So Google Maps hit version 6.8 yesterday, bringing with it the crazy Zagat/Google+ mashup that was detailed earlier. The "What's New" section in the Play Store lists "See reviews from experts and people you know," "Find just the right places with Zagat scores and summaries," "Get directions directly from map bubbles," but they left out the most interesting new change: "Unreleased feature assets buried in the APK."

Timeline

For starters, we've got some brand new image files. Check these out:

wm_Capturetimeline

So there's a bunch of fresh files, all called "timeline_something." The XML stretches "timeline_line_mid" vertically, so it clearly connects them. Put them all together and it should look something like the mockup on the right. (Ignore the black dots in the corners or the thumbnails, Android uses those for rendering)

The XML that references these pictures is also new. They have names like "list_item_travel_history_segment.xml," which seems to suggest this is some kind of location history, and that check mark looks suspiciously like the "Check In" symbol used throughout maps. I have no idea why something like this would be useful, but it's interesting.

Latitude Switches To Circles

Maps is undergoing a Google+ takeover lately. The Zagat integration saw Maps business pages move over to G+, and G+ friends can find your reviews now. It looks like next up for the all-encompassing social network is Latitude, Google's check-in and location sharing service.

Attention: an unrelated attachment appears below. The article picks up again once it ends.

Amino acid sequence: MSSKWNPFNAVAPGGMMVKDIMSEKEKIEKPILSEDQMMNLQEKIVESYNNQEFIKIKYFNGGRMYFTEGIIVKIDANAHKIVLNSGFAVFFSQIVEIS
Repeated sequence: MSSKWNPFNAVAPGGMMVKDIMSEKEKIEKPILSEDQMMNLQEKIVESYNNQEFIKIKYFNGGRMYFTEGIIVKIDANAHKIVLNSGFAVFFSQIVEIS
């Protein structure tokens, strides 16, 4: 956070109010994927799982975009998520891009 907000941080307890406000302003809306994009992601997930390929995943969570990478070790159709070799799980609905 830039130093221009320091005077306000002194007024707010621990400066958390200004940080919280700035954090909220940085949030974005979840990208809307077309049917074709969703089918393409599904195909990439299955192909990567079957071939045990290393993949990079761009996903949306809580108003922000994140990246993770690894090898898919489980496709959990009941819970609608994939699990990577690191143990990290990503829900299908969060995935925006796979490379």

Latitude allows you to automatically share your location with your friends, but currently, you manage your location settings on a per-person basis. Expect that to change. The new version of Maps included files with ridiculously revealing names like (I'm not kidding) "latitude_migrate_to_circles_welcome_dialog.xml," so it sure sounds like G+ circles will be handling that soon. If I were to guess, I'd say soon you'll be able to say "share my location with my 'Close Friends' circle" and not have to worry about a setting for each person. Handy.

Mystery Feature

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Ok people, let's hear your theories, because I have no idea what a "bucketed_price_coin" could possibly be. You bizarre renderings of coin stacks that look more like stacks of Oreos, they all have the number 10 on them, and they come in stacks of 1, 2, 3, and 4. The code says they are tappable buttons that turn on and off, and there are xml files for each stack called "bucketed_price_[number]_coins_layers_[on/off]." Now when you see "layers" you might be thinking "map layers" but I assure you they are not implemented the same way as traditional layers like satellite or gas stations.

"Ratings_cost.xml" makes reference to a "bucketed_price_container," also, the text color is "burgundy," a trademark of the recently-integrated Zagat, so these coins obviously have something to do with ratings. Beyond that though, I'm totally lost. Like I said, let's hear your theories.

Oh yeah, we've also got new xml references to making reservations with OpenTable, and a bicycle layer! Neat.

UPDATE: The coins are actually in the app! (Thanks Max!)

2012-06-02 16.39.322012-06-02 16.44.372012-06-02 16.42.00

They're used for restaurant expensiveness ratings when you are writing a review, but as far as I can tell, they are for international locations only. Ratings for US establishments have a "Cost per person" field and ask you to type in the correct value, even if Zagat already has an average price (which is why I couldn't find the coins anywhere). If someone can show me a screenshot of the coins for a US business I'm all ears.

It turns out that Open Table is in use too. A small minority of restaurants will have a link to book a table.

These features aren't guaranteed to make it out in time for Maps 6.9. In fact, they aren't guaranteed to ever see the light of day. But they are new, Google is working on them, and they are, if nothing else, interesting. So we figured we'd throw it out there for some discussion, which you can do in the comments below. Go!